One Thousand Cranes

In Japanese folklore, there’s a legend that those who fold one thousand paper cranes are granted a wish. This is one of those stories.

There was a dark room. Only one single candle was alit. Too dangerous otherwise. Paper was so fragile, so flammable. Like dreams. Easy to contrive and so much easier to destroy. In the middle of the room near the candle sat a girl. She had a piece of paper in her hand, folding it and wrapping it in skilled and fast movements like she never did anything else before. She was lost in thought or she was in trance thinking nothing at all, maybe even hypnotized by the same movements all over again. No one can tell, cause no one is her. Around her were cranes. So many cranes. Countless cranes. They were sitting on the floor beside her. They were hanging from the ceiling. They were pillowing up in big waves of a paper sea.

It was a battlefield. Soldier by Soldier, row on row.

Those who were not able to fight for her wish lied with broken wings next to her. Fateless cripples without a destiny. The others were standing there, facing an unknown enemy. Waiting. Anticipating.

Each fold had her soul in it. Each crane was accompanied by a single tear. One tear doesn’t sound like much. But thousand tears are an ocean. An ocean of tears for the paper sea.

In every fold was a part of her dream weaved in. Only all combined would make her wish complete. Only then she would allow herself to rest. Only when her dream came true. But does she still remember what her wish was? Does it even matter?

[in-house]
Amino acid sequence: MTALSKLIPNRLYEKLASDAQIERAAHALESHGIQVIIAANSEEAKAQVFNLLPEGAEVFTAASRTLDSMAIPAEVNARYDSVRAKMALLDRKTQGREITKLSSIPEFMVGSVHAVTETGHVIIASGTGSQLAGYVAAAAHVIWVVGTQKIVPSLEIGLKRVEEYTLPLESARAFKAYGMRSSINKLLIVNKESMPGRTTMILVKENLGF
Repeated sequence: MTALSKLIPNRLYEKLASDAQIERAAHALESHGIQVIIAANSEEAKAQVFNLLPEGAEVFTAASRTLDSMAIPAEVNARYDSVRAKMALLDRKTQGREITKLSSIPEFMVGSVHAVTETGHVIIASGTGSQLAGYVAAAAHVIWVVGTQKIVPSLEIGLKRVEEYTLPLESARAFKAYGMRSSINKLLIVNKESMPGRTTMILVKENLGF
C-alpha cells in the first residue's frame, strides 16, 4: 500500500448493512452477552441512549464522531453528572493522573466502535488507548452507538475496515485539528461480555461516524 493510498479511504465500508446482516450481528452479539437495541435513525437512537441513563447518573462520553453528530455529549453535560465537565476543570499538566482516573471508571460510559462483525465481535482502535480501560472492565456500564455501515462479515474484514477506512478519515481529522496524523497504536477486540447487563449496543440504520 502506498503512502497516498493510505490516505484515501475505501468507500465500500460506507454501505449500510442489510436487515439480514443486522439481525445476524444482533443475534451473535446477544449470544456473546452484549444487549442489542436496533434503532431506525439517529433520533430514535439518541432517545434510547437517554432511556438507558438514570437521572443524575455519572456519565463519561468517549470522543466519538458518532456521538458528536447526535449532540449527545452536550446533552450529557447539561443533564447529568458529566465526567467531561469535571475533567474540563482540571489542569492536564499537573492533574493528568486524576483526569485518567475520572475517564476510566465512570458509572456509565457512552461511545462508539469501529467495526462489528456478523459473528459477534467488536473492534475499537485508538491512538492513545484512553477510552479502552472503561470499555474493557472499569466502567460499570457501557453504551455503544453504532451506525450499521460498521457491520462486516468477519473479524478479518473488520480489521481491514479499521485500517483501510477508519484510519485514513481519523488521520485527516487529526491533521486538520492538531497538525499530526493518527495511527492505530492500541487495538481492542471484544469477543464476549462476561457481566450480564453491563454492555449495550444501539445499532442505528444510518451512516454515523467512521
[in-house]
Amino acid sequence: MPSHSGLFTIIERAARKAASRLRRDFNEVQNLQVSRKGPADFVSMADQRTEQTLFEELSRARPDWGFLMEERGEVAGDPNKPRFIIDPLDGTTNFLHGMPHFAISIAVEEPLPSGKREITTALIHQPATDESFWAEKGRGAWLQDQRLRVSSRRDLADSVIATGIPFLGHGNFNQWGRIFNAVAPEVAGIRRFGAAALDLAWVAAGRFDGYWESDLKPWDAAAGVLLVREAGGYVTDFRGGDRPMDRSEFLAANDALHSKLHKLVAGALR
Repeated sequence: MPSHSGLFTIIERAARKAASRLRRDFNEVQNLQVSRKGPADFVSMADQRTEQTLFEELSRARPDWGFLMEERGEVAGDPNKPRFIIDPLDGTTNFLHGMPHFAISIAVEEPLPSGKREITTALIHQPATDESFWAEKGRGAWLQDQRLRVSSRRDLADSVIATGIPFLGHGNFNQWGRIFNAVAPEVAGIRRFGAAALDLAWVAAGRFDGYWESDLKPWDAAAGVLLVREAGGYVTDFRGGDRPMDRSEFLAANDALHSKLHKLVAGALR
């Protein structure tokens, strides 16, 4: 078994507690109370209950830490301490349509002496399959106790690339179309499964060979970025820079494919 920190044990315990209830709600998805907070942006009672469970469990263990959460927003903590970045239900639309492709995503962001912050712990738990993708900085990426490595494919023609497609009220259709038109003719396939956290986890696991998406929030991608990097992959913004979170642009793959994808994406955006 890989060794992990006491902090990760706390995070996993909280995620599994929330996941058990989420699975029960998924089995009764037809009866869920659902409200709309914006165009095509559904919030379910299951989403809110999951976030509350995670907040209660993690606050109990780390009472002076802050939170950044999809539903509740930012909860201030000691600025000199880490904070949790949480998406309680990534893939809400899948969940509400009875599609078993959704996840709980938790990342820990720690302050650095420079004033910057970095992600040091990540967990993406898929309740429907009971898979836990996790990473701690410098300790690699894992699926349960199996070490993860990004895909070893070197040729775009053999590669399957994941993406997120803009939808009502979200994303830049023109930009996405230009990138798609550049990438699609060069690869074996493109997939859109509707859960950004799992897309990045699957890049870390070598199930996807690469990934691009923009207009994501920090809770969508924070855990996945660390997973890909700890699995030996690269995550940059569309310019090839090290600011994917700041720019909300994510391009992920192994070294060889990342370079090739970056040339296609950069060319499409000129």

She lost count a while ago. No one can tell how many cranes fill this dark room because the little flame can’t reach in every corner anymore.

It only takes one little crane, too fragile to bear the burden that it carries in every single fold. One little crane can end it all. By being the thousandth crane and making this flammable wish come true. Or by litting the spark of insanity and make everything come true. The girl wouldn’t even notice.

There is no difference between igniting the wish or catching fire. Not anymore.

The little candle is hungry.
The fragile crane is tired.
The girl is folding.

One desperate flame.
One lonely crane.
One forgotten wish.

The candle goes out.

Darkness devours this small world. Devours the cranes and the girl and a stump of a candle. If you listen closely you can still hear the soft rustling of paper, sounding almost like the flapping of a thousand wings.

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